# The set of prime numbers is infinite

(This article is more or less a transcript of a show I sent to hacker public radio.)

In this short article I want to talk about prime numbers. In praticular: about the fact that there exist an infinite number of prime numbers. This has been proven more than 2000 years ago, but I noticed that a lot of my friends that don't have a mathematical background, aren't aware of this fact.

Yet it is rather easy to prove. So that is what I'll be doing in this article. If you are afraid of math, don't worry, it won't take more than 10 minutes.

First of all I am going to define a prime number. I won't go into technical details, but a positive integer is a prime number if it has exactly 2 positive divisors: 1 and the number itself.

For the proof that the sequence of prime numbers is infinite, I am going to cheat a little. I am going to use the fundamental theorem of arithmetic. This theorem states that every integer greater than 1 is either a prime number itself, or it can be written as the product of prime numbers. This product of prime number is unique, apart from the order of the factors.

An example. Take the number 42. 42 can be written as a product of prime numbers: 2x3x7. Apart from the order of the factors 2, 3 and 7, there is no other way to write 42 as a product of prime numbers. And this is true for every integer greater than 1.

This seems a trivial thing, but in fact it is not. Nevertheless, to keep this discussion on topic, I will assume that the fundamental theorem of arithmetic is valid.

Now. The proof that there are infinitely many prime numbers.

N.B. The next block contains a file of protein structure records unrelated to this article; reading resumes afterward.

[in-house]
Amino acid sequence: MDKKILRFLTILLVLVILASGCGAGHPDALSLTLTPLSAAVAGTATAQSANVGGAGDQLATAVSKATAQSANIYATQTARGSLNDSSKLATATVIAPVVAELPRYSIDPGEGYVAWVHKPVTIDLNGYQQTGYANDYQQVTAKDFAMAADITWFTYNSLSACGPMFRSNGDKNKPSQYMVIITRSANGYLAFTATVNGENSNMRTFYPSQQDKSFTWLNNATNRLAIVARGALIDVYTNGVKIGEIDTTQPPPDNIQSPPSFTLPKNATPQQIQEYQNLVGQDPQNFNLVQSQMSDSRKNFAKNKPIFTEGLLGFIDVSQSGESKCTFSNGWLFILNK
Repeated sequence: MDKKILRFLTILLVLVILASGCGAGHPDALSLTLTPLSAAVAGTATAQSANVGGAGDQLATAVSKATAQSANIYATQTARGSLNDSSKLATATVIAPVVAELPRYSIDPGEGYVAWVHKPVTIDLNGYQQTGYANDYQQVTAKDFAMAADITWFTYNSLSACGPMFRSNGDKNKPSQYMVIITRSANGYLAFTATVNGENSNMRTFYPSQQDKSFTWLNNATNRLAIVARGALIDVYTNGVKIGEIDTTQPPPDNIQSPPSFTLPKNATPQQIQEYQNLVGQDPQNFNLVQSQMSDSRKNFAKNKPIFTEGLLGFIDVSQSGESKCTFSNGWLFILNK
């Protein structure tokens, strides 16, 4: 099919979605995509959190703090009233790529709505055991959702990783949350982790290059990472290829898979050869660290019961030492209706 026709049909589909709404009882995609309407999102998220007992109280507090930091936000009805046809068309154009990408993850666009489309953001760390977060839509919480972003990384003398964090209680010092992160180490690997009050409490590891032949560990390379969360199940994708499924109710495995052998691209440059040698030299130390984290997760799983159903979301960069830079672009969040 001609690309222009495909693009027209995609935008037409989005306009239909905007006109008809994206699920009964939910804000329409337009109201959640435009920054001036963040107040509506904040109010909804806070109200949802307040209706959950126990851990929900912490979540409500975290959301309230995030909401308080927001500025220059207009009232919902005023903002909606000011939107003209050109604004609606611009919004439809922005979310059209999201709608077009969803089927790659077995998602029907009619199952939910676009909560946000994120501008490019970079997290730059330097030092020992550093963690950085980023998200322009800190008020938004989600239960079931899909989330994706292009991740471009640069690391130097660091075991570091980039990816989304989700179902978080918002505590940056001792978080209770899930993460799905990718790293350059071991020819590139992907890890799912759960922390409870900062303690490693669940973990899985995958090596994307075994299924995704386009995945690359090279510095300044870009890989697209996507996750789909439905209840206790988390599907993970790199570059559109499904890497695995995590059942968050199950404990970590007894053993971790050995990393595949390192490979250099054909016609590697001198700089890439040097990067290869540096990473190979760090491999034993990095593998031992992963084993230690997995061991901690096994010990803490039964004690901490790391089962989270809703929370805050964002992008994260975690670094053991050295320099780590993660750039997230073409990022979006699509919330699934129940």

We will show that for any finite set of prime numbers, there exists at least one prime number not contained in this set. If I can prove this, it follows that the set of all prime numbers must be infinite.

So we take a random set of n prime numbers, we call those prime numbers p_1, p_2, p_3, and so on. The last one is called p_n.

Now we construct a new number, let's say q. We construct q by multiplying all those prime numbers, and add one.

Is p_1 is a divisor of q? When you divide q by p_1, the quotient equals p_2 times p_3 times p_4 and so on times p_n. The remainder is 1. This follows from how we constructed q. So p_1 is not a divisor of q.

The same is true for p_2, p_3, and so on. None of our n prime numbers is a divisor of q.

What if we apply the fundamental theorem of arithmetic to q? It says that we can write q as a product of prime numbers. So let's do that. None of those prime numbers is contained in our original set of n prime numbers, because the prime numbers in our product are divisors of q, and a_1, a_2 and so on are not. So there exists at least one other prime number, not in our finite set, which is a divisor of q.

There we are. We just proved that if you take a finite set of random prime numbers, there is always at least one prime number not contained in this set. This means the set of prime numbers is infinite.

I hope you enjoyed this proof. It is not impossible that I made a mistake, because I didn't do a lot of math for the last 10 years. If you have any comments, please let me know.

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